It's possible to pass the contents of several Recordsets to a client from the middle tier. For example, if you combine a series of table-lookup queries in a multiple ad hoc SELECT, or execute a stored procedure that returns several result sets, you can combine the Recordsets into a single Variant array and transport them back to the client thusly:
EXE COM Server (running over DCOM): Function GetData() As Variant Dim rs(1 To 5) As ADODB.Recordset Dim v As Variant Dim i As Long, j As Long For i = 1 To 5 Set rs(i) = New ADODB.Recordset rs(i).CursorLocation = adUseClient rs(i).Fields.Append "Now", adVarChar, 255 rs(i).Open For j = 1 To 1000 rs(i).AddNew "Now", GetTickCount() Next j Debug.Print rs(i).RecordCount Next i v = Array(rs(1), rs(2), rs(3), rs(4), rs(5)) GetData = v End Function
The client-side code looks like this:
Sub SimpleTest() Dim objGet As GetMultiRS Dim v As Variant Dim i As Long Dim rs As ADODB.Recordset Set objGet = New GetMultiRS v = objGet.GetData Set objGet = Nothing ' This releases COM EXE server. For i = 0 To 4 Set rs = v(i) While Not rs.EOF Debug.Print rs.Fields(0).Value rs.MoveNext Wend Next i End Sub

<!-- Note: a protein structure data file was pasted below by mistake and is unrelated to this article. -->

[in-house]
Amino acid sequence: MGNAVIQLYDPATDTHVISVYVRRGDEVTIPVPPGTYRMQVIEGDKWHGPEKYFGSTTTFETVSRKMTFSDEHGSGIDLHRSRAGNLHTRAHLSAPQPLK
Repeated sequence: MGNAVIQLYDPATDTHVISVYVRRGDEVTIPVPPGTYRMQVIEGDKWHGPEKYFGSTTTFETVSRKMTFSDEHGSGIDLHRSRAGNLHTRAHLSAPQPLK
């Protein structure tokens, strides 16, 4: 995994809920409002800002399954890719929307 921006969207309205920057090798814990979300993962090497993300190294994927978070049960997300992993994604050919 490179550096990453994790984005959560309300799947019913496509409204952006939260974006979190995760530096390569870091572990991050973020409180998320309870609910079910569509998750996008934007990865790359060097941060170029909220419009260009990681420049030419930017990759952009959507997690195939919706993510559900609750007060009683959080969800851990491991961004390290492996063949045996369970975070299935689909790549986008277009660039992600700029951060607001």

You can greatly improve ADO's insertion performance by doing insertions using Arrays of variants instead of accessing the Field Value property Field-by-Field. We've seen major performance increases, as much as 400 percent, using this technique. Here is some code to demo the performance:
Public Sub ADOFastInsert() Dim rs As ADODB.recordset Dim sngStartTimer As Single Dim i As Long, j As Long Dim arrRecords() As Variant Dim arrFieldList() As Variant Const RECORD_COUNT = 1000 Const FIELD_COUNT = 20 ' Build recordset. Set rs = New ADODB.recordset ReDim arrFieldList(0 To FIELD_COUNT − 1) For i = 1 To FIELD_COUNT rs.fields.Append "f" & i, adChar, 10 arrFieldList(i − 1) = "f" & i Next i rs.Open ' Regular insert test. sngStartTimer = GetTickcount() With rs For i = 1 To RECORD_COUNT .AddNew For j = 0 To FIELD_COUNT − 1 .fields(j).Value = "xxxxxxxxxx" Next j .Update Next i Debug.Print "Elapsed time for regular insert is " & _ GetTickCount - sngStartTimer & " seconds." End With ' Array insert test. sngStartTimer = GetTickCount With rs For i = 1 To RECORD_COUNT ReDim arrRecords(0 To FIELD_COUNT − 1) For j = 0 To FIELD_COUNT − 1 arrRecords(j) = "xxxxxxxxxx" Next j .AddNew arrFieldList, arrRecords Next i Debug.Print "Elapsed time for array insert is " & GetTickCount - sngStartTimer & " seconds." End With End Sub